My mom loves to eat. It’s what keeps her going. She has her favorites – onions, mushrooms, nuts, lox and bagels, and pretty much anything that’s spicy. Most of her day is spent sleeping, chewing and pooping. It can take her hours to finish a meal. What we take for granted – chewing and swallowing – no longer come easily to her. By the time she finishes breakfast, we’re starting to get ready for dinner.
The doctors are now recommending that my mom be fed through a feeding tube. The Parkinson’s has taken the use of the muscle that distinguishes when food is going down the wrong pipe. A healthy person has a flap that helps prevent food from going down to our lungs. My mom has loss use of that flap, so food is going into her lungs, causing her to cough and to draw liquids and solids into her respiratory tract.
My dad is sad, mad, frustrated, scared, “We need to get a second opinion!…Who are these doctors anyway! They don’t know what they’re doing!”
He can’t stand the thought of mommy regressing. Of course the thought of taking away one of her main reasons for living – the joy of eating – is devastating.
Exhausted from the tests, and the lack of proper levels of oxygen, my mom slept a good part of the day, which gave me time to listen with compassion to my father’s negative thoughts, and to contemplate how I would break the news to my mom when she was ready. If I were my mom I would probably just choose to keep chewing and run the risk of choking and an infection of my lungs. I mean who wants to keep living with tubes? But she deserves to hear the news, to sit with it, and to think about what works for her. The reality is no one can speak for another, and circumstances change – until you’re actually there, one can’t really say what one would want. We think we know, but we don’t.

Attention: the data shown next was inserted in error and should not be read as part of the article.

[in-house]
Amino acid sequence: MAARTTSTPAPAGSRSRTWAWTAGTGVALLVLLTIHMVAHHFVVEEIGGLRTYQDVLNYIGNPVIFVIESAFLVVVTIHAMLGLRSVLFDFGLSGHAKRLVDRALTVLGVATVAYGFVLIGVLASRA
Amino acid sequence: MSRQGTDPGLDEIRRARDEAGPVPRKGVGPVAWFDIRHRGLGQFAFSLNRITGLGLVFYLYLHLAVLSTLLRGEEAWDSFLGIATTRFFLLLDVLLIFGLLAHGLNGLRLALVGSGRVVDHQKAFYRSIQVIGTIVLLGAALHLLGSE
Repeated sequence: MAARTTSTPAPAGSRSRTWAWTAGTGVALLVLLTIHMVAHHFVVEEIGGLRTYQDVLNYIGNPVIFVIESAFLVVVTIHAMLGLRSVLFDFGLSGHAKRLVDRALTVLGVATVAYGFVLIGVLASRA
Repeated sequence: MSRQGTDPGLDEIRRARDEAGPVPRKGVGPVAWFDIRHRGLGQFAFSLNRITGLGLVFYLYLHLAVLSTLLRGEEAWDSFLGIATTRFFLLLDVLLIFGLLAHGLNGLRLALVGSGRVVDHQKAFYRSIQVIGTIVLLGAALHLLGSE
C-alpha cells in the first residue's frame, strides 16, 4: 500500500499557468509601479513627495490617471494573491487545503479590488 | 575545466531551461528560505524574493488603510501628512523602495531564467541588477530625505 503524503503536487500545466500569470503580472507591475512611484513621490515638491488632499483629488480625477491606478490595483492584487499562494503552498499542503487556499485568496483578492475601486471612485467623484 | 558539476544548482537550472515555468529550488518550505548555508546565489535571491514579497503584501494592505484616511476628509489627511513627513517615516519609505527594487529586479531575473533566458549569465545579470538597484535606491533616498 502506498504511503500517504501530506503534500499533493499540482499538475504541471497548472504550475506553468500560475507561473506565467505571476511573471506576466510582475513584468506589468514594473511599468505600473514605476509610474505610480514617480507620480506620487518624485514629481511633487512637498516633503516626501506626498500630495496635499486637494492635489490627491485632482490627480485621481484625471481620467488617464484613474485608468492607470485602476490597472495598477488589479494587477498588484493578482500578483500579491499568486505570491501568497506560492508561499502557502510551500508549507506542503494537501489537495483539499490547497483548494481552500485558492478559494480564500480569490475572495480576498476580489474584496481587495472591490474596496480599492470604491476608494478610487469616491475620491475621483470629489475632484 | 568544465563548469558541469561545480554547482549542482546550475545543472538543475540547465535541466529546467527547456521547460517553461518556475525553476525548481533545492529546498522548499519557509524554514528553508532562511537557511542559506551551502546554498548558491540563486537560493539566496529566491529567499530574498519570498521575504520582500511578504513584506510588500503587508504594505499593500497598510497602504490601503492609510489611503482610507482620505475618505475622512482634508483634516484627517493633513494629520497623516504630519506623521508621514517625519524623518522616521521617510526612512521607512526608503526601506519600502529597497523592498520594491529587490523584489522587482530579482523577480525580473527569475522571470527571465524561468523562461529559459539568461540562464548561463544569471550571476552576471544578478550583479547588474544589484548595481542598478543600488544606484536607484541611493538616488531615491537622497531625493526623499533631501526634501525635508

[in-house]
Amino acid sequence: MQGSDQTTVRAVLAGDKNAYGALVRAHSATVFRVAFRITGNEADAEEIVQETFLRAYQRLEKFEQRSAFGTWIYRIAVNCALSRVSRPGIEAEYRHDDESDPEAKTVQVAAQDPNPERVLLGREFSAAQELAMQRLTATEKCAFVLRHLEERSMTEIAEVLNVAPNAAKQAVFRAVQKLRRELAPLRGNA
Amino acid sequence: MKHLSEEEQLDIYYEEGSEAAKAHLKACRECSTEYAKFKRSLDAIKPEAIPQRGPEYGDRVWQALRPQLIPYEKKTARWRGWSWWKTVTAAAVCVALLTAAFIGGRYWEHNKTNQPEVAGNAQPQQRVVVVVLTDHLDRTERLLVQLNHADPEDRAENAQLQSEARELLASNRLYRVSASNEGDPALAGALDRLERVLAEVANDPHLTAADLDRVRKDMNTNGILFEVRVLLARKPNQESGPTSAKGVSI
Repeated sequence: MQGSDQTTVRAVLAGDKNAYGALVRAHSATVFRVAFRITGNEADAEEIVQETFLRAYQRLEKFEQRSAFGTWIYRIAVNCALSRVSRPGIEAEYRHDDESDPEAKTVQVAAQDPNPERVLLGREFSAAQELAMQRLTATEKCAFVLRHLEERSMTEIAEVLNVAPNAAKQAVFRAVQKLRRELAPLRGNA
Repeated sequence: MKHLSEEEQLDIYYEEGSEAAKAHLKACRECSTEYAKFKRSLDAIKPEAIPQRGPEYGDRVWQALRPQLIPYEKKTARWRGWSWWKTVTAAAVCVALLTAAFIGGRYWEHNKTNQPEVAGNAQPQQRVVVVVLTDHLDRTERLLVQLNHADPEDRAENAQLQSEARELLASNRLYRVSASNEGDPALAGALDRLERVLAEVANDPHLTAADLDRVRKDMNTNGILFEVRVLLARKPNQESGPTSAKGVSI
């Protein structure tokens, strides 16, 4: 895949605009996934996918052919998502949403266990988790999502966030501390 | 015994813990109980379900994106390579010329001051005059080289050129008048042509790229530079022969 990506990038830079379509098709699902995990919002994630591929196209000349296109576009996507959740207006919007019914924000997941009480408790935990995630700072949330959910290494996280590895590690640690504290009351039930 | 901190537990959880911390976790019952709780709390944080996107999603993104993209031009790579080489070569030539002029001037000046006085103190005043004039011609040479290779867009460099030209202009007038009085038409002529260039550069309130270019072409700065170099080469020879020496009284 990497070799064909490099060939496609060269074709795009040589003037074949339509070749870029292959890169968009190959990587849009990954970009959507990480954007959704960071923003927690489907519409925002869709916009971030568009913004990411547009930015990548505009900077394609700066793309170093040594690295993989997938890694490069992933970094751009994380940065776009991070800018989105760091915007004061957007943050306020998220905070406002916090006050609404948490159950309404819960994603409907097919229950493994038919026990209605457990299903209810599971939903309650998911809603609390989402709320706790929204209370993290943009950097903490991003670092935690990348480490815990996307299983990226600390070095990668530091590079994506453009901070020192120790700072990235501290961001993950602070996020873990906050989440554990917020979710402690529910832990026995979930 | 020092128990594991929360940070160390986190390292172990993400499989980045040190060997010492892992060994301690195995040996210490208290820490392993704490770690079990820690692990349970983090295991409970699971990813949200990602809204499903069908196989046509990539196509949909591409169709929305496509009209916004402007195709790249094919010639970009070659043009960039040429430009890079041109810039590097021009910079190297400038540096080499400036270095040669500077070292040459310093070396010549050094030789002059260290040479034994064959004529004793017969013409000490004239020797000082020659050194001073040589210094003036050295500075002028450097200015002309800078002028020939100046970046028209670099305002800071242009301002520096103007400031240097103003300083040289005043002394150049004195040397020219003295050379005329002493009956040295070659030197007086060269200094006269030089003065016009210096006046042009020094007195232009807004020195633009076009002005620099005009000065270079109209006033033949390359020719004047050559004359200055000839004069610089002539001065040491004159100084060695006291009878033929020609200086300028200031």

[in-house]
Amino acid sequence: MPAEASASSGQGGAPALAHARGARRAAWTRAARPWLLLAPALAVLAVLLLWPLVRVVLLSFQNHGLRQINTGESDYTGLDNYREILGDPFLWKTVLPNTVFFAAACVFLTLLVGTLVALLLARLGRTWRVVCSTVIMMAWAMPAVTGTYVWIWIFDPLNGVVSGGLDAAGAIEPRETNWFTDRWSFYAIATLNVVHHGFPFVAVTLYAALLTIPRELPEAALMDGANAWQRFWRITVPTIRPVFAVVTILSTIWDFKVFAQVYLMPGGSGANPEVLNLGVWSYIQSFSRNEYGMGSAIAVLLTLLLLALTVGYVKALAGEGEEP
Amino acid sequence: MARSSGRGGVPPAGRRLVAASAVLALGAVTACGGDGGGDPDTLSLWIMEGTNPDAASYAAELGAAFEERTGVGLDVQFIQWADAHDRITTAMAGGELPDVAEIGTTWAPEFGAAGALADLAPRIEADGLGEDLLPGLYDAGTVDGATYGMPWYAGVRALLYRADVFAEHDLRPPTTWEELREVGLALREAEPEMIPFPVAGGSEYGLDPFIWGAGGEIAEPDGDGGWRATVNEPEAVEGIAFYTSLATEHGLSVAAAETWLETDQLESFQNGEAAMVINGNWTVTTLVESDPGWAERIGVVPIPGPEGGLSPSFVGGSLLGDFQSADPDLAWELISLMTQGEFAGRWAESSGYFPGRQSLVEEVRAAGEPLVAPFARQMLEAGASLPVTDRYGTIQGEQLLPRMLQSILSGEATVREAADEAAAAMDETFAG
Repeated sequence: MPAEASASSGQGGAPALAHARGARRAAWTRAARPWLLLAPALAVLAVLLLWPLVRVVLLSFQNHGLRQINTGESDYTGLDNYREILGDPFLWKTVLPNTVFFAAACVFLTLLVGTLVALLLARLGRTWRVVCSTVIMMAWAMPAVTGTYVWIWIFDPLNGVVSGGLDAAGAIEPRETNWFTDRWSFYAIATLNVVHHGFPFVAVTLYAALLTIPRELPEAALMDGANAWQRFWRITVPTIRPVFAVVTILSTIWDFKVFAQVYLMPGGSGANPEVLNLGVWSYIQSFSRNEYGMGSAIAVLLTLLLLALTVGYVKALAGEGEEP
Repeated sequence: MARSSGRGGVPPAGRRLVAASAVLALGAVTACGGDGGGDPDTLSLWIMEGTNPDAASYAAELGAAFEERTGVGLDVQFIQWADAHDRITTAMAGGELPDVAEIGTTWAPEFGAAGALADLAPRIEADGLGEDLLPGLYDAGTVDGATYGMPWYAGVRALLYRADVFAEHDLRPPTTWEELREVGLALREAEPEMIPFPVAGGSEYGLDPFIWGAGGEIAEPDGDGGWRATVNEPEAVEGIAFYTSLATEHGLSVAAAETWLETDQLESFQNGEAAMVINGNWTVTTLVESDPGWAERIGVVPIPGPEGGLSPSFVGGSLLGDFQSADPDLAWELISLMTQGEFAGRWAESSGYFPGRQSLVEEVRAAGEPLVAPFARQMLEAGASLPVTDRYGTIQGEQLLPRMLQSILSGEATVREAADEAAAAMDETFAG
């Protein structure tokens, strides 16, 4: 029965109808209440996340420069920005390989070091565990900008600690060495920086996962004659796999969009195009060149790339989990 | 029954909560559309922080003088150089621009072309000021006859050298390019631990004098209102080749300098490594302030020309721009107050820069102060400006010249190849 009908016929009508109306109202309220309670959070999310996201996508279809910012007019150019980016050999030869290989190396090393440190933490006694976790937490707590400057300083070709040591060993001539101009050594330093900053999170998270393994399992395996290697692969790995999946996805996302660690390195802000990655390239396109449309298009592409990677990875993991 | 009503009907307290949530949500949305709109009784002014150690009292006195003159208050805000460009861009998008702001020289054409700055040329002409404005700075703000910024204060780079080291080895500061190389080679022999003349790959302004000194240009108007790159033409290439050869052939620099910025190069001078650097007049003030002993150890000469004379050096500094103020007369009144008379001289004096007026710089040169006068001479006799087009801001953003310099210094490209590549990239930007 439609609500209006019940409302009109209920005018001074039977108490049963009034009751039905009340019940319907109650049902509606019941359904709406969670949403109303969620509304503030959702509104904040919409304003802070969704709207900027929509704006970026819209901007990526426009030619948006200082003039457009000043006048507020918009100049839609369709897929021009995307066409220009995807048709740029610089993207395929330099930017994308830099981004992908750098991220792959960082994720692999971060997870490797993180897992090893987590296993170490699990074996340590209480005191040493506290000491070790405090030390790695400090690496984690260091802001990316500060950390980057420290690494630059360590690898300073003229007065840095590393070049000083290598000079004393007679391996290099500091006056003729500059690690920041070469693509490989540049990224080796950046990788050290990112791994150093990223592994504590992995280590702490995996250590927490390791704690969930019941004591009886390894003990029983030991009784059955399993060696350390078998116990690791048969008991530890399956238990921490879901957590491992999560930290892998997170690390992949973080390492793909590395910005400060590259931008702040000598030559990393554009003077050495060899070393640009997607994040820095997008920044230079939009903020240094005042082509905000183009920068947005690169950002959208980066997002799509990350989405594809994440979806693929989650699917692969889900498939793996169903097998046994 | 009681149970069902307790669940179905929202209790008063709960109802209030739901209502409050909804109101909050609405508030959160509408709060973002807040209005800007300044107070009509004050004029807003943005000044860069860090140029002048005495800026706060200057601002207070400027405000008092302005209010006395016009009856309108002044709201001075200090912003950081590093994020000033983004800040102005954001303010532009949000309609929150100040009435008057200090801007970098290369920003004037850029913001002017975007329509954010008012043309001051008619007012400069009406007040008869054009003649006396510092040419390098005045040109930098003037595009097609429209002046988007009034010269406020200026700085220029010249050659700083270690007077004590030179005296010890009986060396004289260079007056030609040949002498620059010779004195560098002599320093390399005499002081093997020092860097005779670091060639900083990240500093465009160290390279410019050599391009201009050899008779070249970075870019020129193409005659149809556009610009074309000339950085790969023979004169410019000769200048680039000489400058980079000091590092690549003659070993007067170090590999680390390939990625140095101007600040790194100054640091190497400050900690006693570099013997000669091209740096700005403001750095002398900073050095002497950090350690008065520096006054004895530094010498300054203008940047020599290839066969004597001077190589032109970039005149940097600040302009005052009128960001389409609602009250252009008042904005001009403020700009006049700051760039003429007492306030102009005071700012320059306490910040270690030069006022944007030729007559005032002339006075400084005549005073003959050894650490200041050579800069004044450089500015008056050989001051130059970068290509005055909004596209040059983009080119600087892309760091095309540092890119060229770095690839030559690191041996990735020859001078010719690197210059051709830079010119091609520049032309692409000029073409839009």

She had told me years ago, when she still could talk, that she never wants to be fed through a tube. But times change, and then she didn’t have a great grand baby boy coming to visit from NYC, and a granddaughter who has the most contagious giggle visiting from alaska, and a grandson who hits home runs and pitches no run games, and another grandson who can sink a 20 ft. putt.
I sat there watching her sleep with the oxygen tubes up her nose, and listened to the beep of the heart monitor. I held my dad’s hand and listened to the silence of his emotional pain and let the tears flow down my face.